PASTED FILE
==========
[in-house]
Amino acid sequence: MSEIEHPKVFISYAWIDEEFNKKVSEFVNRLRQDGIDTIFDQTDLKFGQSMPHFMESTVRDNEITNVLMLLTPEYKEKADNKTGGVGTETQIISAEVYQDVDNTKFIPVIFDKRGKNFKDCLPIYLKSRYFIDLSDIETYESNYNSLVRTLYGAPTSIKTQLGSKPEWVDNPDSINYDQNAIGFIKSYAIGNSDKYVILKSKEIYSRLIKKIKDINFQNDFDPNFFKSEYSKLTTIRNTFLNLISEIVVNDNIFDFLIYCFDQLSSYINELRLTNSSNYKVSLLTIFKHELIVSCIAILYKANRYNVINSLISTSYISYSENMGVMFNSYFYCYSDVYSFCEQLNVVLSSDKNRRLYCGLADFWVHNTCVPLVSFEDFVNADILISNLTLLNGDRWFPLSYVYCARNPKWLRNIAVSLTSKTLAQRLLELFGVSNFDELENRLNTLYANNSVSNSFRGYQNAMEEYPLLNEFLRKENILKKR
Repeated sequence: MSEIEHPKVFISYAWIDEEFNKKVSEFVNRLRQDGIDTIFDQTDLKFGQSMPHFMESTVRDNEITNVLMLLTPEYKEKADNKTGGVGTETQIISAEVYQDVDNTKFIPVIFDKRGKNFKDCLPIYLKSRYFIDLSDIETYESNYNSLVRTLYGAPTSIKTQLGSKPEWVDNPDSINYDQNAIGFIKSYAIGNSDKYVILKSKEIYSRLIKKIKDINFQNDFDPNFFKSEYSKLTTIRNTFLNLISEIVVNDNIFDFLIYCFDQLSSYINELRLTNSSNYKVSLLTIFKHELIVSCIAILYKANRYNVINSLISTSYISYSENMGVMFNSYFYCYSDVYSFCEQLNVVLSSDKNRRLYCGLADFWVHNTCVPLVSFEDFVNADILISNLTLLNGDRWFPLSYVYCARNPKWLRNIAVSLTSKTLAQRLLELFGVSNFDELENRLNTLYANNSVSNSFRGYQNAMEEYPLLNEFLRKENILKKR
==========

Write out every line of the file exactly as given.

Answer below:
[in-house]
Amino acid sequence: MSEIEHPKVFISYAWIDEEFNKKVSEFVNRLRQDGIDTIFDQTDLKFGQSMPHFMESTVRDNEITNVLMLLTPEYKEKADNKTGGVGTETQIISAEVYQDVDNTKFIPVIFDKRGKNFKDCLPIYLKSRYFIDLSDIETYESNYNSLVRTLYGAPTSIKTQLGSKPEWVDNPDSINYDQNAIGFIKSYAIGNSDKYVILKSKEIYSRLIKKIKDINFQNDFDPNFFKSEYSKLTTIRNTFLNLISEIVVNDNIFDFLIYCFDQLSSYINELRLTNSSNYKVSLLTIFKHELIVSCIAILYKANRYNVINSLISTSYISYSENMGVMFNSYFYCYSDVYSFCEQLNVVLSSDKNRRLYCGLADFWVHNTCVPLVSFEDFVNADILISNLTLLNGDRWFPLSYVYCARNPKWLRNIAVSLTSKTLAQRLLELFGVSNFDELENRLNTLYANNSVSNSFRGYQNAMEEYPLLNEFLRKENILKKR
Repeated sequence: MSEIEHPKVFISYAWIDEEFNKKVSEFVNRLRQDGIDTIFDQTDLKFGQSMPHFMESTVRDNEITNVLMLLTPEYKEKADNKTGGVGTETQIISAEVYQDVDNTKFIPVIFDKRGKNFKDCLPIYLKSRYFIDLSDIETYESNYNSLVRTLYGAPTSIKTQLGSKPEWVDNPDSINYDQNAIGFIKSYAIGNSDKYVILKSKEIYSRLIKKIKDINFQNDFDPNFFKSEYSKLTTIRNTFLNLISEIVVNDNIFDFLIYCFDQLSSYINELRLTNSSNYKVSLLTIFKHELIVSCIAILYKANRYNVINSLISTSYISYSENMGVMFNSYFYCYSDVYSFCEQLNVVLSSDKNRRLYCGLADFWVHNTCVPLVSFEDFVNADILISNLTLLNGDRWFPLSYVYCARNPKWLRNIAVSLTSKTLAQRLLELFGVSNFDELENRLNTLYANNSVSNSFRGYQNAMEEYPLLNEFLRKENILKKR